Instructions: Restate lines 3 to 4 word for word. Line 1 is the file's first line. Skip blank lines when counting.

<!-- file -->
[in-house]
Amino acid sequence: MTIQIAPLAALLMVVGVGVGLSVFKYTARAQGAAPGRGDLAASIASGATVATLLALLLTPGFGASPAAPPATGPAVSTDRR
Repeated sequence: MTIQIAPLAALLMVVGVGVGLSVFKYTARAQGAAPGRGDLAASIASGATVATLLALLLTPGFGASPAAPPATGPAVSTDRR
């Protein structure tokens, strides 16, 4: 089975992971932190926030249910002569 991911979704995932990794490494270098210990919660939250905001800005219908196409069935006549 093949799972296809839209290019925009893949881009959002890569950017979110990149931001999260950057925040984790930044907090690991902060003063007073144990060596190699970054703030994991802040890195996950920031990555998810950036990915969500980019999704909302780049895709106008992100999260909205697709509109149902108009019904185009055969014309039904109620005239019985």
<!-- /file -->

Repeated sequence: MTIQIAPLAALLMVVGVGVGLSVFKYTARAQGAAPGRGDLAASIASGATVATLLALLLTPGFGASPAAPPATGPAVSTDRR
């Protein structure tokens, strides 16, 4: 089975992971932190926030249910002569 991911979704995932990794490494270098210990919660939250905001800005219908196409069935006549 093949799972296809839209290019925009893949881009959002890569950017979110990149931001999260950057925040984790930044907090690991902060003063007073144990060596190699970054703030994991802040890195996950920031990555998810950036990915969500980019999704909302780049895709106008992100999260909205697709509109149902108009019904185009055969014309039904109620005239019985």